Arrowhead Pharmaceuticals to Webcast Fiscal 2017 Third Quarter Results July 27th, 2017

Nanotubes/Buckyballs/Fullerenes/Nanorods

Regulation of two-dimensional nanomaterials: New driving force for lithium-ion batteries July 26th, 2017

Killing cancer in the heat of the moment: A new method efficiently transfers genes into cells, then activates them with light. This could lead to gene therapies for cancers July 9th, 2017

Tests show no nanotubes released during utilisation of nanoaugmented materials June 9th, 2017

Ag/ZnO-Nanorods Schottky diodes based UV-PDs are fabricated and tested May 26th, 2017

Discoveries

High-speed FM-AFM and simulation reveal atomistic dissolution processes of calcite in water July 28th, 2017

Atomic movies may help explain why perovskite solar cells are more efficient: SLAC's ultrafast 'electron camera' captures surprising atomic motions in these next-generation materials July 28th, 2017

Triple-layer catalyst does double duty: Rice, University of Houston produce robust catalyst to split water into hydrogen, oxygen July 28th, 2017

First Capacitive Transducer with 13nm Gap July 27th, 2017

Announcements

High-speed FM-AFM and simulation reveal atomistic dissolution processes of calcite in water July 28th, 2017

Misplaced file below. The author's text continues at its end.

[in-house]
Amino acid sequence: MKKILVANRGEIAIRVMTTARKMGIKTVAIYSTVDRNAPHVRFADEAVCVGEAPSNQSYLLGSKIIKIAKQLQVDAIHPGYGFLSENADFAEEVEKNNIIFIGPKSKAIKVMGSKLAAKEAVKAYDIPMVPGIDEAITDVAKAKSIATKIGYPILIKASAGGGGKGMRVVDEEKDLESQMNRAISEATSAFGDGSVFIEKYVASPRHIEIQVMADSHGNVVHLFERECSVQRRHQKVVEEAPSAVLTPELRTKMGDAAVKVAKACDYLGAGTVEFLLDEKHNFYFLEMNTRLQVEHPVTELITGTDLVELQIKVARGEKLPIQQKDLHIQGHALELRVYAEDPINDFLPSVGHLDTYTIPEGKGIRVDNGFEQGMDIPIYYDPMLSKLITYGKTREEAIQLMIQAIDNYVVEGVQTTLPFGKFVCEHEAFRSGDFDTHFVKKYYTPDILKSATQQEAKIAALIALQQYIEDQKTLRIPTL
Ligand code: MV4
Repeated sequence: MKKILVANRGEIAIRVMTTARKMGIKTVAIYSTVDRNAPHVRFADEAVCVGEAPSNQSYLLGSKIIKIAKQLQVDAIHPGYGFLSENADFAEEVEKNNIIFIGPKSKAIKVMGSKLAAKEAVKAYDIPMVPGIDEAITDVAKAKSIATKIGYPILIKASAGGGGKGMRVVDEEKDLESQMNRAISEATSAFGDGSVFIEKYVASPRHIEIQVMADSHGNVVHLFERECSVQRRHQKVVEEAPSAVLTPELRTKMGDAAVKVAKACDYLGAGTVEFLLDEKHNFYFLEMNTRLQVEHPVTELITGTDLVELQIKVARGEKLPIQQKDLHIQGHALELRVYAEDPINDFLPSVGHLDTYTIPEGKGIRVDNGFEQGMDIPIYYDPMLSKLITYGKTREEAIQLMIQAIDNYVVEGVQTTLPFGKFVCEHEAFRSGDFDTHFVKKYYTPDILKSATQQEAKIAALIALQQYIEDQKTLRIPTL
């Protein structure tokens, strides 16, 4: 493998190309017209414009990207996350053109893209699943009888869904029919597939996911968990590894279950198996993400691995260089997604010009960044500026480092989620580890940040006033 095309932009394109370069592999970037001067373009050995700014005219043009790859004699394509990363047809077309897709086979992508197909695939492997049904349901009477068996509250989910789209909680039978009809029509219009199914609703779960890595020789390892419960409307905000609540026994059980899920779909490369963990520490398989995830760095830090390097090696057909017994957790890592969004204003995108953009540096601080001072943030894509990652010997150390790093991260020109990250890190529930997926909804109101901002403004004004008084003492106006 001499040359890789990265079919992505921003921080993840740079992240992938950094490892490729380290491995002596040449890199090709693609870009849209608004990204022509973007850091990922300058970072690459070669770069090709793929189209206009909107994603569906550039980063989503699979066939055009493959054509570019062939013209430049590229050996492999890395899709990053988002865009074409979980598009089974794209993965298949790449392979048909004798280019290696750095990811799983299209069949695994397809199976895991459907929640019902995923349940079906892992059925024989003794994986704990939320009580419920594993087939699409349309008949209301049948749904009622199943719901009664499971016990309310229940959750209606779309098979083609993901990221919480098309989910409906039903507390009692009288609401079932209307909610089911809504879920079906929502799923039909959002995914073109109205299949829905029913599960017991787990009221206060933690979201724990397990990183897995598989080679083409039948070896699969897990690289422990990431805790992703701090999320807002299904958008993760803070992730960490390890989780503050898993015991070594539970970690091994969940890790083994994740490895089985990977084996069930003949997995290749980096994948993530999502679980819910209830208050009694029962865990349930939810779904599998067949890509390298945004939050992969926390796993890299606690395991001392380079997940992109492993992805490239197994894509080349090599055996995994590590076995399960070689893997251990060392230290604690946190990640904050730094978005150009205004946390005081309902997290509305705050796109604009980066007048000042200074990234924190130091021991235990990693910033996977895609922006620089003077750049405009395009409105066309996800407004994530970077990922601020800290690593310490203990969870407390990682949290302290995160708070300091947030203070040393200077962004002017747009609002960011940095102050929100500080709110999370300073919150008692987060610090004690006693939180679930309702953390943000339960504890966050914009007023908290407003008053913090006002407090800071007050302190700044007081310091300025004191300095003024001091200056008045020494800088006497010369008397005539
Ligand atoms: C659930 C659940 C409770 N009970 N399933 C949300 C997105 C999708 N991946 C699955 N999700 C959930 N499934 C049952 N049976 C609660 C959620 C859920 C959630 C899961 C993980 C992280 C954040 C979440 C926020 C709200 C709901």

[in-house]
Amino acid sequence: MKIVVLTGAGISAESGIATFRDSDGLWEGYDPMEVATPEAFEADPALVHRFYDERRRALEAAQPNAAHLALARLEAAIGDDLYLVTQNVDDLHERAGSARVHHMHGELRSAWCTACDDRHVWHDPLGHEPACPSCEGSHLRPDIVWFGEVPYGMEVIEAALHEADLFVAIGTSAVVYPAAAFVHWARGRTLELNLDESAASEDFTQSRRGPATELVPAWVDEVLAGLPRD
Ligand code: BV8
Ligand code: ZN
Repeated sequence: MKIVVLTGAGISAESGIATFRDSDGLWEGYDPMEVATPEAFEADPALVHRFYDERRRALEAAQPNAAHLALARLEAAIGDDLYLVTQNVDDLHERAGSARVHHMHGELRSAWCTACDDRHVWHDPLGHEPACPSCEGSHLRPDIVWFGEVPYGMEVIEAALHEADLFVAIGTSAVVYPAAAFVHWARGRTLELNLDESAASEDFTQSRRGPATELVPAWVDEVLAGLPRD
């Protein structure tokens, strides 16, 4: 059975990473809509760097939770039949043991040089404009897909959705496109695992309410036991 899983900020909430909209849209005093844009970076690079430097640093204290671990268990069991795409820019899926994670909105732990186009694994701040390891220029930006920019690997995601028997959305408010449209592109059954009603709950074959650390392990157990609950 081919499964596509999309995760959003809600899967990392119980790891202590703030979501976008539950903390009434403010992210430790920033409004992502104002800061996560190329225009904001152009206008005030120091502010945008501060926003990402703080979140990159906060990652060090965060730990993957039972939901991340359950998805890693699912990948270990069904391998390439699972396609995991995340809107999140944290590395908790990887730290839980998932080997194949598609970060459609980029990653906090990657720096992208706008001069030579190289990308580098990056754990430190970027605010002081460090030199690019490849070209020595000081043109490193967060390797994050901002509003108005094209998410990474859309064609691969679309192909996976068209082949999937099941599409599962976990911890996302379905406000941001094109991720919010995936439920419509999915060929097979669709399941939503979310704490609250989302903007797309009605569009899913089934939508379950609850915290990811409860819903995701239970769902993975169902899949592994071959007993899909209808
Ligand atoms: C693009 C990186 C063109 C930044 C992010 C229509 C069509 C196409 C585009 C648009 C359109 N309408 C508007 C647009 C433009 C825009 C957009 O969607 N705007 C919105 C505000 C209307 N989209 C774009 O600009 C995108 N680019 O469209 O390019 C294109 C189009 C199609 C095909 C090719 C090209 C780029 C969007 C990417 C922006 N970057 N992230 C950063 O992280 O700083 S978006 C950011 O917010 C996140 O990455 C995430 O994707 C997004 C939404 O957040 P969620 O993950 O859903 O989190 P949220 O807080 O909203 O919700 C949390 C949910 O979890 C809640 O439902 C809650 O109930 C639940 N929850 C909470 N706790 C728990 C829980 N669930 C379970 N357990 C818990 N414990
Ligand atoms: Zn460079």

Atomic movies may help explain why perovskite solar cells are more efficient: SLAC's ultrafast 'electron camera' captures surprising atomic motions in these next-generation materials July 28th, 2017

Triple-layer catalyst does double duty: Rice, University of Houston produce robust catalyst to split water into hydrogen, oxygen July 28th, 2017

Physicists gain new insights into nanosystems with spherical confinement: Enormous potential for the targeted delivery of pharmaceutical agents and the creation of tailored nanoparticles July 27th, 2017

Interviews/Book Reviews/Essays/Reports/Podcasts/Journals/White papers

High-speed FM-AFM and simulation reveal atomistic dissolution processes of calcite in water July 28th, 2017

Triple-layer catalyst does double duty: Rice, University of Houston produce robust catalyst to split water into hydrogen, oxygen July 28th, 2017